The Fairness of Human Rights.

The legal definition of Human Rights is: The fundamental rights that humans have by the fact of being human, and that are neither created nor can be abrogated by any government, these include cultural, economic, and political rights, such as right to life, liberty, education and equality before law, and right of association, belief, free speech, information, religion, movement, and nationality. In my opinion human rights are essential and vital to the human experience and everyone should be allowed to experience these freedoms, they should not be oppressed in anyway way shape or form and this past week some of these rights were essentially violated, stomped on, bashed or blatantly disregarded.

This all began last week when the leader of the ‘free world’ took a stand and made a decision that he had long thought about and ‘struggled’ with, a stance that some said would either gain or lose him supporters and that his aspirations in the upcoming elections would take some kind of a hit although that is yet to be seen the response here in Africa and specifically here in Kenya has been that of outrage by some and passiveness by others. ( for more of what pres. Obama said watch video at botom of post)

None the less it was a landmark decision for those in America who are (or who suffer from the condition of being) LGBT: Lesbian, Gay, Bisexual or Transgendered, - yes I just wrote those three dirty words- when none less than the sitting president of that great nation gathered his strength and staring straight into a camera and uttered his support for this rather marginalised section in society.

In Kenya and Africa at large being –God forbid- LGBT could get you thrown out of the place you call home or worse sent to prison or stoned by an angry mob. On this side of the world it is considered by many to be:’ just crazy. It’s just madness. Insanity. We can’t do it or the dead will turn in their graves’. In Sudan where Sharia law is practiced being homosexual could just get you executed, where as in Zimbabwe being gay or merely supporting those who are could see you without a roof over your head, (a fundamental human right)banished and disposed of the land you once proudly owned. That country’s Local Government minister Ignatius Chombo – a member of President Mugabe’s Zanu PF party – said that “The chiefs are there to protect and promote our cultural values and those who support same-sex marriages must be banished from communities and dispossessed of their land.” His president has also gotten his feet wet in matters anti-gay Mugabe boldly told British Prime Minister David Cameron ‘To hell with you’ when the PM called for the respect of gay rights.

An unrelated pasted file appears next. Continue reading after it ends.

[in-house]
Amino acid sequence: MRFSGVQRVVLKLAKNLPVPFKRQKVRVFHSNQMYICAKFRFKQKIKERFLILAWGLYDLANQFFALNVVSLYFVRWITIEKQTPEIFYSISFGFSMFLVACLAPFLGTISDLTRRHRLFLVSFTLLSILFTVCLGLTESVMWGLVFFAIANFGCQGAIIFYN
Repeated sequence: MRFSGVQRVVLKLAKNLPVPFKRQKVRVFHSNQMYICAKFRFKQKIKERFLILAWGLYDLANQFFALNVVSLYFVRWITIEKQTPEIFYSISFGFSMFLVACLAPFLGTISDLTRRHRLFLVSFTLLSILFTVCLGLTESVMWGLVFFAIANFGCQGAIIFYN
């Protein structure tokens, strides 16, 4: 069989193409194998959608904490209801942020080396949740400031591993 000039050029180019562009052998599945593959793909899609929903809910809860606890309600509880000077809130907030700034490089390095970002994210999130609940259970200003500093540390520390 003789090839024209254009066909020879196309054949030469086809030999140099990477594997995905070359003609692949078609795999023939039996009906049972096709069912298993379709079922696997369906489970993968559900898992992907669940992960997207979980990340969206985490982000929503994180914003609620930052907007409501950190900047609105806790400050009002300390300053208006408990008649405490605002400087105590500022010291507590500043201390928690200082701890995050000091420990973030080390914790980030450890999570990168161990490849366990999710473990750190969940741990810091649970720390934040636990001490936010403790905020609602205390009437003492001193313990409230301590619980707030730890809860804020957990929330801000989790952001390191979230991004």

Uganda too jumped on the band wagon and harshly called for nothing less than death or life imprisonment for all those who dare to be gay. In 2009 a bill was proposed that would impose the death penalty on gays living with HIV this decision was later rethought after persistent International pressure, despite that Homosexuality is still a criminal offence in the Eastern African country where gays are afraid for their safety. Here in Kenya it is repugnant to cultural values and morality and a taboo, citizens are arrested on charges of loitering and disturbing the peace, they are held in remand houses beyond the constitutional period without charges being preferred against them, and presented in court on trumped-up charges.